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Economy in Brief

FIBER: Industrial Commodity Prices Remain Under Pressure
by Tom Moeller  September 14, 2015

Only moderate improvement in U.S. economic activity combined with weakness in the rest of the world provided little support to crude materials prices last month. The industrial commodity price index from the Foundation for International Business and Economic Research (FIBER) deteriorated by 1.0% during the last four weeks, leaving prices off 6.5% during the past year. In the U.S. alone, a 0.8% rise in factory sector production during July left output so far this year up a modest 0.5% and just 1.4% during the last twelve months. Growth abroad similarly remained weak.

Within the sector groupings of prices, the FIBER measures show broad-based weakness. In the crude oil & benzene area, WTI crude oil continued its downward trend nearing $45.00, off by one-half y/y. Prices for the petro-chemical benzene also remained under pressure, off by one quarter during the last month and off more than one-half y/y. In the metals sector, prices were mixed. Steel scrap prices fell 9.0% during the last four weeks and by 40.9% during the last year. Aluminum prices, however, firmed 2.1% m/m (-21.5% y/y) and copper scrap prices also bounced 3.5% off the six-year low (-23.5% y/y). Lead prices similarly stabilized m/m but fell 18.9% y/y. In the miscellaneous price grouping, framing lumber prices remain under pressure but the degree of weakness (-27.0% y/y) seems little-affected by firmer U.S. home building activity. Prices for structural panels, however, have risen 5.9% during the last four weeks (-10.6% y/y). Natural rubber prices continue to soften (-11.3% y/y). Prices in the textile sector have shown comparative strength, easing just 0.5% during the last year. Cotton prices have declined 10.0% y/y, while burlap prices have risen 11.3% y/y.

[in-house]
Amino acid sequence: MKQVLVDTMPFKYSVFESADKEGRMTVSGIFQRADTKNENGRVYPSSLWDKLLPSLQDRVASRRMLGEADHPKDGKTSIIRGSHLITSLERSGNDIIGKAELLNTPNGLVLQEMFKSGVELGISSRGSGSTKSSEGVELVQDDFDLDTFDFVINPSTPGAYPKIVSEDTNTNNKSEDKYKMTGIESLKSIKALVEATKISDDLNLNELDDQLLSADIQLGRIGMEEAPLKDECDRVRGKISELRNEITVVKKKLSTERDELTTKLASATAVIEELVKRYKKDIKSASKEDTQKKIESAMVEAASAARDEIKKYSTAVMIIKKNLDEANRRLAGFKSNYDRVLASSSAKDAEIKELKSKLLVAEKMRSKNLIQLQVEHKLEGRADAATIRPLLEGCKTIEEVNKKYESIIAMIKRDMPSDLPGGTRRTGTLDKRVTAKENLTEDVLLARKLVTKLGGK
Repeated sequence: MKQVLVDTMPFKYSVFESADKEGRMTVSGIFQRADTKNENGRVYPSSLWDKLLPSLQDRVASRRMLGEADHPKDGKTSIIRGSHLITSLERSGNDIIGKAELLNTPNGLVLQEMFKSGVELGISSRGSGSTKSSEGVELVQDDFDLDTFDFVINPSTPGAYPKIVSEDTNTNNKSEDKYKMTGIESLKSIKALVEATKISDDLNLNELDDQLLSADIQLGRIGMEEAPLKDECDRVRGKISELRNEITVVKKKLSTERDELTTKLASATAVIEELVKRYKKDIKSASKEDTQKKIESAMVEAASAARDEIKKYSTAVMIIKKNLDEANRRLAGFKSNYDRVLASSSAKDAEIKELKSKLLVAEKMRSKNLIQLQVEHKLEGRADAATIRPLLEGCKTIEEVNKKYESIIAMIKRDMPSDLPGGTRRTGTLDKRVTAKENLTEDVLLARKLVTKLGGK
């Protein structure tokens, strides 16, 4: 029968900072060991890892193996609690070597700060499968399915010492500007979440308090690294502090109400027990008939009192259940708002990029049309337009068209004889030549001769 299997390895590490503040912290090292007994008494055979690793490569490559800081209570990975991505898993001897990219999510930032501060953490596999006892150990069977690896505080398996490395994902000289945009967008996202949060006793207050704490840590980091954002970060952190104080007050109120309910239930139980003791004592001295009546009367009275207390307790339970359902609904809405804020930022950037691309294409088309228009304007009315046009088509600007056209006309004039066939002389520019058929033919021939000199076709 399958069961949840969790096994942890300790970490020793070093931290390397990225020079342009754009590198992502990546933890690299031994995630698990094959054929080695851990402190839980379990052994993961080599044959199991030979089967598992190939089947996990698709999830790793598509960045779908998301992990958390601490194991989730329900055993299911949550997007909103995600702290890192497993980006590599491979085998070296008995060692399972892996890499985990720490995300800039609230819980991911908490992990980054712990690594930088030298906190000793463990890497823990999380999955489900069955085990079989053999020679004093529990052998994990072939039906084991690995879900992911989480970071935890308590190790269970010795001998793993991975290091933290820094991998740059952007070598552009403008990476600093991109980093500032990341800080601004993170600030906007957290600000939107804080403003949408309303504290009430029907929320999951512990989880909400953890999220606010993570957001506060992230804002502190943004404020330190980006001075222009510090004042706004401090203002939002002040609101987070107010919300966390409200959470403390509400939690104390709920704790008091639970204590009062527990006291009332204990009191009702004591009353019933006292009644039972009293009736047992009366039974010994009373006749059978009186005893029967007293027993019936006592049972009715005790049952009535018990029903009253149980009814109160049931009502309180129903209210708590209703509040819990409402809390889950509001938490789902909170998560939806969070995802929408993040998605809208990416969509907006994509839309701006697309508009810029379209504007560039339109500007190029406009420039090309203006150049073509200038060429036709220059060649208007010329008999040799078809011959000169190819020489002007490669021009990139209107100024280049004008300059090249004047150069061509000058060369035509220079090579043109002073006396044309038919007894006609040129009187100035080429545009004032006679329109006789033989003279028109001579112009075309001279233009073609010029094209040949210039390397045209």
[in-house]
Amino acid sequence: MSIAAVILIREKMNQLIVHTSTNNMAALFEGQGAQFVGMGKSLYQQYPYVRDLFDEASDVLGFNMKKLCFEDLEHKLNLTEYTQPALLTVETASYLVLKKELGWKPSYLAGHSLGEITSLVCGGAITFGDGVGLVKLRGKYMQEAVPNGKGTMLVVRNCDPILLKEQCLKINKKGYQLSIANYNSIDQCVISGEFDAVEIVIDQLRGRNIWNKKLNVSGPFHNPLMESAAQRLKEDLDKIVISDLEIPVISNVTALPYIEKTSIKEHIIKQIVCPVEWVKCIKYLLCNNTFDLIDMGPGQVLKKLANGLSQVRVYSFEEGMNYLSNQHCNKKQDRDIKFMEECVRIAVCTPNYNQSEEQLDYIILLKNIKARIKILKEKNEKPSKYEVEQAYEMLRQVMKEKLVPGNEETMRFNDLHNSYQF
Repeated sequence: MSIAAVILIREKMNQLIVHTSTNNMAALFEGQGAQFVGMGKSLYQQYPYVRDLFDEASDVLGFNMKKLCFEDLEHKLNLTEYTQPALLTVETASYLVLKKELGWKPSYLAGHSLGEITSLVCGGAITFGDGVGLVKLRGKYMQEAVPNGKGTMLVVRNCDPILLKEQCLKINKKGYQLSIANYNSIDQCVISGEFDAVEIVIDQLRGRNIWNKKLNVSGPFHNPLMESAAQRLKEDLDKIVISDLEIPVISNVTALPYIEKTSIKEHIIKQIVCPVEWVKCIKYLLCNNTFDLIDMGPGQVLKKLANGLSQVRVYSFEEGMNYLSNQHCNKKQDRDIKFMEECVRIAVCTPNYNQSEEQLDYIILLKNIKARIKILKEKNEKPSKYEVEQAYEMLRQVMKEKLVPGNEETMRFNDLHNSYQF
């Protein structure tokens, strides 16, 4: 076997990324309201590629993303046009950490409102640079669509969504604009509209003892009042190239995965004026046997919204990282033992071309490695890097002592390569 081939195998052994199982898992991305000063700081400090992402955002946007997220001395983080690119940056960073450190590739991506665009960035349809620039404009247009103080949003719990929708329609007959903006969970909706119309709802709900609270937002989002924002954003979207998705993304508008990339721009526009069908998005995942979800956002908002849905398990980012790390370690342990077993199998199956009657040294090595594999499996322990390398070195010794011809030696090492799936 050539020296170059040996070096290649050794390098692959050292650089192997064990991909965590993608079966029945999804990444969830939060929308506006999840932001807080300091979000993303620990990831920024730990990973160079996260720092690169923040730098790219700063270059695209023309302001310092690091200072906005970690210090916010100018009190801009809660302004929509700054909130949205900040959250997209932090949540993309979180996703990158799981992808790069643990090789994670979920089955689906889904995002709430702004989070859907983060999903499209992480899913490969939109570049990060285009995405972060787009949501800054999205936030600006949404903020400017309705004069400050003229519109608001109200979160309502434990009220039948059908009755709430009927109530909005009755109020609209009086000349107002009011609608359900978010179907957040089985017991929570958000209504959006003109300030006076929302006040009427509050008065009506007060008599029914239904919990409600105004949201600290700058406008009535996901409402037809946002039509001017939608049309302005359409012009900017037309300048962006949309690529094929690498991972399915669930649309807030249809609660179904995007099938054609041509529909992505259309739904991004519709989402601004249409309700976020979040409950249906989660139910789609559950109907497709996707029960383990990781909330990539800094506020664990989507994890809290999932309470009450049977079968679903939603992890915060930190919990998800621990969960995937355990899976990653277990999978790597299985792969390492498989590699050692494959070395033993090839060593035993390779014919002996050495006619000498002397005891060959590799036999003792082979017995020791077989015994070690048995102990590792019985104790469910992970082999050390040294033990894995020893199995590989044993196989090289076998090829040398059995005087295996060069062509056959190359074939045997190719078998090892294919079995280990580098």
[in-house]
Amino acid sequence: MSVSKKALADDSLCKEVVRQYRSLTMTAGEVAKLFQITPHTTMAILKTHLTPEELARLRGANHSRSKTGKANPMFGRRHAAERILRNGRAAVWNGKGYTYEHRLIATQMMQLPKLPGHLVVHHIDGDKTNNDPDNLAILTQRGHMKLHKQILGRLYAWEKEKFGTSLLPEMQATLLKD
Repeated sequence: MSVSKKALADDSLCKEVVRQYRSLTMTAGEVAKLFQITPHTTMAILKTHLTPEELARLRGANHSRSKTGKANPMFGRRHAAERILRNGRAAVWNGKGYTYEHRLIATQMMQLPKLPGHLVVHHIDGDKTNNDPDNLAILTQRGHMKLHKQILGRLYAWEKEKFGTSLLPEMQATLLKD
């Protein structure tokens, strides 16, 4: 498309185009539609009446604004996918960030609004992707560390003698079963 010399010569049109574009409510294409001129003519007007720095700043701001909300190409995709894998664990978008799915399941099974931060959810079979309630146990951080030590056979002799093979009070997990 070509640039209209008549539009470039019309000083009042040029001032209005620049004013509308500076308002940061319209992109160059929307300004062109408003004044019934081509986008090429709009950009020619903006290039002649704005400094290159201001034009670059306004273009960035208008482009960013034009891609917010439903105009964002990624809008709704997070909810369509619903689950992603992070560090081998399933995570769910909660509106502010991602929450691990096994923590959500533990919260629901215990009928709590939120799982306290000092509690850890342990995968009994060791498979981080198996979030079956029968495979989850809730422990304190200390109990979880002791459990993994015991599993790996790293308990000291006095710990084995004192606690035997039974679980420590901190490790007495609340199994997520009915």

Support for commodity prices may be on the way. The current industrial output projection from the National Association for Business Economics calls for 2.3% U.S. production growth in 2015 followed by a 3.0% rise next year. This year's projected increase is diminished, however from earlier expectations. During the last ten years, there has been a 52% correlation between the three-month change in prices and the change in industrial output.

Commodity price data can be found in Haver's DAILY, WEEKLY, USECON and CMDTY databases.

FIBER Industrial Materials Price Index (1990=100) 09/11/15 1-Mth % 3-Mth % 6-Mth % Y/Y % 2014 2013
All Items 134.0 -1.0 -7.5 -6.5 -18.6 163.5 169.0
 Textiles 75.2 -0.3 -0.5 0.8 -0.5 76.8 78.2
  Cotton (cents per pound) 63.90 -0.1 -3.2 1.6 -10.0 73.6 79.6
 Metals 181.3 -0.5 -8.6 -8.6 -25.7 237.8 236.2
  Aluminum ($ per metric ton) 1,521.0 3.6 -6.1 -8.8 -21.5 1,864.9 1,846.7
  Copper Scrap (cents per pound) 210.67 3.3 -10.9 -8.7 -23.5 311.7 332.3
  Steel Scrap ($ per ton) 247.27 -9.0 -9.1 -7.1 -40.9 358.3 345.8
 Crude Oil & Benzene 133.8 -6.3 -13.6 -6.1 -34.9 205.2 207.7
  Crude Oil (WTI, $ per Barrel) 45.20 4.1 -24.7 -7.4 -51.2 93.5 97.9
 Miscellaneous 167.5 0.6 -9.0 -10.4 -16.7 199.6 218.3
  Framing Lumber ($ per 1000 board ft.) 326 -9.4 -7.5 -12.6 -27.0 383 383
  Natural Rubber (cents per pound) 108.65 -9.7 -24.9 -19.0 -11.3 140.2 190.0
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